Tennis: Wimbledon '97 - Sparkling Sampras reigns supreme

The Centre Court streaker this year was Pete Sampras. Cedric Pioline barely had a look in. Sampras wrapped up his fourth singles title in 94 minutes, 16 minutes less than it took Martina Hingis to win her first, years ahead of time.

Hingis, 16, went into the record books as the youngest champion of the century. Sampras, 25, continued to home in on a catalogue of legendary figures. In terms of Wimbledon singles titles, Sampras has equalled his hero, Australia's Rod Laver.

The stylish American is one behind Sweden's Bjorn Borg and Wimbledon's own Laurie Doherty, and three behind William Renshaw, of Warwickshire, whose seven successes were achieved during the 1880s.

Sampras has increased his total of Grand Slam singles titles to 10 (only the French Open has eluded him), which is three more than any other active player. He is level with Bill Tilden, a compatriot, one behind Borg and Laver and two short of the Australian Roy Emerson's record of 12.

"It just makes me feel that 12 is so much more realistic, that I can break the record," Sampras said. "To be put in the same sentence as Laver and those guys, you can't have a more flattering comparison.

"To have won 10 major tournaments by the age of 25 is something I never thought would happen, and this is what's going to keep me in the game, I hope, for a lot of years."

Sampras became so excited after his victory yesterday, 6-4, 6-2, 6-4, that he was in danger of losing his image as the Steve Davis of tennis. The Californian was already a few strides into a gallop of honour with the trophy when he was tackled, Lions fashion, by the club's chief executive, Chris Gorringe, who reminded him that he had not finished posing for all the photographers.

The spectators, many of whom may have been disappointed that the final had turned out to be the expected exhibition of Sampras's skills rather than a contest, rose to acclaim the American. They also reserved sympathetic cheers for Pioline, who was coaxed into a consolation lap with his runner's- up salver.

It was not that the Frenchman played poorly. His performance yesterday was probably good enough to trouble Michael Stich and Greg Rusedski. But Sampras was several classes above him. He made Pioline look what he was at the start of the tournament, a 100-1 shot.

Unseeded, and with a ranking of No 44, Pioline was allowed one break point, in the eighth game of the third set. Even that was a gift, Sampras double-faulting after steering a forehand volley over the baseline.

"I started thinking about the actual championship at 4-3 in the third when I was serving," Sampras said. "I got a little tentative and tight down to break point, and it was weird. The match was in my hands, and I didn't want to have it slip away."

For Pioline, it was not so much a window of opportunity as a crack in a peep-hole. Tempted with a second serve, he hit a forehand long. Sampras then picked up where he had left off, advancing to 5-3 with a service winner and a forehand volley.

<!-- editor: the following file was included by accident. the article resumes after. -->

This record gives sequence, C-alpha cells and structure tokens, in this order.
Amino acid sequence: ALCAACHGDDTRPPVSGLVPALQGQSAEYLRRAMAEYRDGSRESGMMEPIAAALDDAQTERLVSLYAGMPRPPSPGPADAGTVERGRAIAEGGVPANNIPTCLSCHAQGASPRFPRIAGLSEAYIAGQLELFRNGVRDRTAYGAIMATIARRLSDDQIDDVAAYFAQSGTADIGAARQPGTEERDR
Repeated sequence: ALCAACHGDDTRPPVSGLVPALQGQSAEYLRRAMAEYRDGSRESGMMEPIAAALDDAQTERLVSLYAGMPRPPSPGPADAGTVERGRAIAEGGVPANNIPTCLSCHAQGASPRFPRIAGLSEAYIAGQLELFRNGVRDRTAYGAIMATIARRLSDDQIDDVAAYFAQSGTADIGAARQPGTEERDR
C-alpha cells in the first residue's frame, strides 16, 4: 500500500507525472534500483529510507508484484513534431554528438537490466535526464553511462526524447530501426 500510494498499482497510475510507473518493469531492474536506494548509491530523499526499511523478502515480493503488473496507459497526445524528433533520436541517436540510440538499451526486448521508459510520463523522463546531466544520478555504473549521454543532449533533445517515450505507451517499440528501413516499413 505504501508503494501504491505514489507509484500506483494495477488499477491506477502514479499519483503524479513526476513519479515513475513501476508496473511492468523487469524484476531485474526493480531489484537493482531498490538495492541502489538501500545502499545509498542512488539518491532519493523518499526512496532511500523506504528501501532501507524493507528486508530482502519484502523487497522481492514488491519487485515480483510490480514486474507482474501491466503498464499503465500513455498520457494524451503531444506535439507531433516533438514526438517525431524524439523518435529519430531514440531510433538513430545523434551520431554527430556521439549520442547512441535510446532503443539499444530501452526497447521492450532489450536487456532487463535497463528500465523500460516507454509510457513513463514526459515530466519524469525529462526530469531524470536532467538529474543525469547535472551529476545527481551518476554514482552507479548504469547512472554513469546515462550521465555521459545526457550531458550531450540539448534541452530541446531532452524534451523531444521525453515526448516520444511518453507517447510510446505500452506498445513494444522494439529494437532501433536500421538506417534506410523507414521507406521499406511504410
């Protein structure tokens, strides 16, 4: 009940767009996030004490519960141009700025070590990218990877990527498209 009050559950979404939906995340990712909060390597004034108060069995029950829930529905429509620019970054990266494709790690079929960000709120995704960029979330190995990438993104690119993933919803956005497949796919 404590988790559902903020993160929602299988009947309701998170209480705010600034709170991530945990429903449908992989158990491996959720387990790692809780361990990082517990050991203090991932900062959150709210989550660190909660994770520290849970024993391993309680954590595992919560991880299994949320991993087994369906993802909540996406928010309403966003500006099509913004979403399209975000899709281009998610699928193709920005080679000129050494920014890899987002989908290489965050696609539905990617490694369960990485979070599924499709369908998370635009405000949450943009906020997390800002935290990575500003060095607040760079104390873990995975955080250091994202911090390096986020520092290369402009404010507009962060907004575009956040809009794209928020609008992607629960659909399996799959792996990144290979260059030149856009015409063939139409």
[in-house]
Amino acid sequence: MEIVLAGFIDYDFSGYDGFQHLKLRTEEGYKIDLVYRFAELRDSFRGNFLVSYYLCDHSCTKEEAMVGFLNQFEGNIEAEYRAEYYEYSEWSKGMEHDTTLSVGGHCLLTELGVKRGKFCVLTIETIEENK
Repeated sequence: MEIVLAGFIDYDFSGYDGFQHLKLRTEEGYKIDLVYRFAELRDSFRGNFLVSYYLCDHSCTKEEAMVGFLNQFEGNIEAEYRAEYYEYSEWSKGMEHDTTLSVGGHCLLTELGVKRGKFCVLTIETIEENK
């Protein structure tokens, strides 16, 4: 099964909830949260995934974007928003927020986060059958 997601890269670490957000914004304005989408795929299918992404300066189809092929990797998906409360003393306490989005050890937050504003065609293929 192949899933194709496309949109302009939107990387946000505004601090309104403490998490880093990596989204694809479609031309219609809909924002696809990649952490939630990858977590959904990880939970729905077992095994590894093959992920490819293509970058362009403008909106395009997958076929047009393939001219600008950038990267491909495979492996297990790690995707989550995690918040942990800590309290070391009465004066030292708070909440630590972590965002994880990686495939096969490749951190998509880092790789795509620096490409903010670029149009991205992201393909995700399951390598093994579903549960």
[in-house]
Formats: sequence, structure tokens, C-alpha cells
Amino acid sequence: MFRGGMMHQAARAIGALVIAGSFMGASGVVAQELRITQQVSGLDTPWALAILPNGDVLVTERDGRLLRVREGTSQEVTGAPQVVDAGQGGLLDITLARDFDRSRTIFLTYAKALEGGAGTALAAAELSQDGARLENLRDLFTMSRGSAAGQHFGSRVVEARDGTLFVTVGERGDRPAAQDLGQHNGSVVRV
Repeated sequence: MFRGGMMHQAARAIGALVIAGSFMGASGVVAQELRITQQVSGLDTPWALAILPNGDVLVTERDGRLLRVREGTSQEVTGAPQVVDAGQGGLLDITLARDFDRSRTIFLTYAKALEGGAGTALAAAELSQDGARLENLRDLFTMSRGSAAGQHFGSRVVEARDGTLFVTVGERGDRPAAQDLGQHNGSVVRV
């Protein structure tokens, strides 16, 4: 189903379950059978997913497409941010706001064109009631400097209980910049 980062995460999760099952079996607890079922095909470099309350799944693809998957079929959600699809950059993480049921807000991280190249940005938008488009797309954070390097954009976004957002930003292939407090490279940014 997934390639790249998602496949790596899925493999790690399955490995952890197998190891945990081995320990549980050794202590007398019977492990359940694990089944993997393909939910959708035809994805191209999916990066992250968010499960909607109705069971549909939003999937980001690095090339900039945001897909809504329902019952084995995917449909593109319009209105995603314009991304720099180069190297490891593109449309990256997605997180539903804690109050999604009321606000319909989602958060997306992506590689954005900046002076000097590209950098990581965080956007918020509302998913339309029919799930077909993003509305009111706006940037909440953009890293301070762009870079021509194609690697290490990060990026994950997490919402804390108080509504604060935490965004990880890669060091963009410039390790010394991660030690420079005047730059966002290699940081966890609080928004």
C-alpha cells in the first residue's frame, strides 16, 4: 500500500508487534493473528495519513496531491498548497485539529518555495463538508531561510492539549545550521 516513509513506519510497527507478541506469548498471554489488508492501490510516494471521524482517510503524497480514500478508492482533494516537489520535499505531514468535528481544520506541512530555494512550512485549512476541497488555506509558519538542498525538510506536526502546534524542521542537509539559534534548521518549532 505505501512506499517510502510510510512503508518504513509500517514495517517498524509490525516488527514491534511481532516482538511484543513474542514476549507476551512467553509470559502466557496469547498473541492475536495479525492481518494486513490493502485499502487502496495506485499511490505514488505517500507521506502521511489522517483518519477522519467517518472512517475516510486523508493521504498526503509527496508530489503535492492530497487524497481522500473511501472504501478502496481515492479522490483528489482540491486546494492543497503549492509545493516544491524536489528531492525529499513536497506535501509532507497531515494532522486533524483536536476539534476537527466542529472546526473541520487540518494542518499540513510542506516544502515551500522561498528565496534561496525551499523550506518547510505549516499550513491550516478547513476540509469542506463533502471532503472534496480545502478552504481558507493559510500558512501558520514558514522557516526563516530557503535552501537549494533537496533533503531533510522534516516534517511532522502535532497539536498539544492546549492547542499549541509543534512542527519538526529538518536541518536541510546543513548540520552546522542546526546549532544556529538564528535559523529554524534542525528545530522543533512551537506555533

Cold statistics cannot convey the aesthetic majesty Sampras invests in his sport on days like this. But, in simple facts, he diminished his opponent by conceding only 16 points on his serve in the entire match - four in the opening set, three in the second, and nine in the third, when he became profligate.

"I served and volleyed about as well as I've ever served and volleyed in my career," he said, "so I'm really pumped."

His opponent was stumped. Faced with an opponent who opened most of his service games with a service winner or an ace, Pioline not only had problems working out a way to break Sampras, but he also struggled to hold against the American's confident returns.

Deciding, perhaps, that Sampras's backhand represented the weaker wing, the Frenchman's serve was punished so often in feeding it that one can only conclude he must have been terrorised by forehand returns in his seven previous defeats by the American.

Pioline, it must be emphasised, had a wonderful tournament until yesterday, and was not alone in failing to make inroads into the Sampras serve, which retired Boris Becker in the quarter-finals.

The only players who succeeded in breaking the American during the fortnight were Mikael Tillstrom, in the opening round, and Todd Woodbridge, in the semi-finals. In between, Sampras enjoyed an unbroken run of 97 games.

"The only match I struggled in was against [Petr] Korda, when I was two sets up and 5-1 in the tie-breaker," Sampras said. "But every match I played I was pretty much in control. I don't think I've ever played so consistent."

He was asked if history had become a bigger rival than anybody he played against. "I don't like thinking of myself in terms of history," he replied. "I feel that I'm doing quite well for how old I am - 25 is still a pretty young guy - and I feel like I'm still in the middle of my career, and it's not over yet.

"I'm battling against all these guys who are out to beat me, not history - that's something above everyone - and I'm trying to stay on top for as many years as I have. That's the most important thing to me. To have that longevity to stay on top is not easy to do."

And so we adjourn for another year. Same time, same place, same face.

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